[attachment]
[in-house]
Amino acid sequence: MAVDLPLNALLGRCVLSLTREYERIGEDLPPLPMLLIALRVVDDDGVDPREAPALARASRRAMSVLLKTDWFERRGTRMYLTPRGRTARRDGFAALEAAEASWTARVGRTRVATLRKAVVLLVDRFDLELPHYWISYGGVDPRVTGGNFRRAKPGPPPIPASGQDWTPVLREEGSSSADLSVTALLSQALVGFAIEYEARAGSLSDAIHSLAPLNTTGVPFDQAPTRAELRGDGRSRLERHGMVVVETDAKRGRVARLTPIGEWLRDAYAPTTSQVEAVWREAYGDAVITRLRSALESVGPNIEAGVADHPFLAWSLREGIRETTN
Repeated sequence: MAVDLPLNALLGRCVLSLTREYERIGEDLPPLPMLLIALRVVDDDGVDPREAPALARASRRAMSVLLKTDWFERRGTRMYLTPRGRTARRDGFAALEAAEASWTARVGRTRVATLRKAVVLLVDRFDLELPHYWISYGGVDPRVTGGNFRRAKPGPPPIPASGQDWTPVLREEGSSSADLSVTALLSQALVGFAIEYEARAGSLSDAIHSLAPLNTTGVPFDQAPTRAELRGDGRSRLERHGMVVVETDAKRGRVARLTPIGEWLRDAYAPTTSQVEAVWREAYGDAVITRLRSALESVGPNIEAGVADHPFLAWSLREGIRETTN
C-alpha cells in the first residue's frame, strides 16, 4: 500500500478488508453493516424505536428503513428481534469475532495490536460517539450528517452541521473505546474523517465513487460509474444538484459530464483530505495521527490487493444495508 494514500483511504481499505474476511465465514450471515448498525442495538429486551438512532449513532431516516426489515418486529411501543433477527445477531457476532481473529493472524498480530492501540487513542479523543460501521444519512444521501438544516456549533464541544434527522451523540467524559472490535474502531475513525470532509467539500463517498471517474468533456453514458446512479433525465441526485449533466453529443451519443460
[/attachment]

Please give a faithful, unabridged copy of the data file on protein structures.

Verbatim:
[in-house]
Amino acid sequence: MAVDLPLNALLGRCVLSLTREYERIGEDLPPLPMLLIALRVVDDDGVDPREAPALARASRRAMSVLLKTDWFERRGTRMYLTPRGRTARRDGFAALEAAEASWTARVGRTRVATLRKAVVLLVDRFDLELPHYWISYGGVDPRVTGGNFRRAKPGPPPIPASGQDWTPVLREEGSSSADLSVTALLSQALVGFAIEYEARAGSLSDAIHSLAPLNTTGVPFDQAPTRAELRGDGRSRLERHGMVVVETDAKRGRVARLTPIGEWLRDAYAPTTSQVEAVWREAYGDAVITRLRSALESVGPNIEAGVADHPFLAWSLREGIRETTN
Repeated sequence: MAVDLPLNALLGRCVLSLTREYERIGEDLPPLPMLLIALRVVDDDGVDPREAPALARASRRAMSVLLKTDWFERRGTRMYLTPRGRTARRDGFAALEAAEASWTARVGRTRVATLRKAVVLLVDRFDLELPHYWISYGGVDPRVTGGNFRRAKPGPPPIPASGQDWTPVLREEGSSSADLSVTALLSQALVGFAIEYEARAGSLSDAIHSLAPLNTTGVPFDQAPTRAELRGDGRSRLERHGMVVVETDAKRGRVARLTPIGEWLRDAYAPTTSQVEAVWREAYGDAVITRLRSALESVGPNIEAGVADHPFLAWSLREGIRETTN
C-alpha cells in the first residue's frame, strides 16, 4: 500500500478488508453493516424505536428503513428481534469475532495490536460517539450528517452541521473505546474523517465513487460509474444538484459530464483530505495521527490487493444495508 494514500483511504481499505474476511465465514450471515448498525442495538429486551438512532449513532431516516426489515418486529411501543433477527445477531457476532481473529493472524498480530492501540487513542479523543460501521444519512444521501438544516456549533464541544434527522451523540467524559472490535474502531475513525470532509467539500463517498471517474468533456453514458446512479433525465441526485449533466453529443451519443460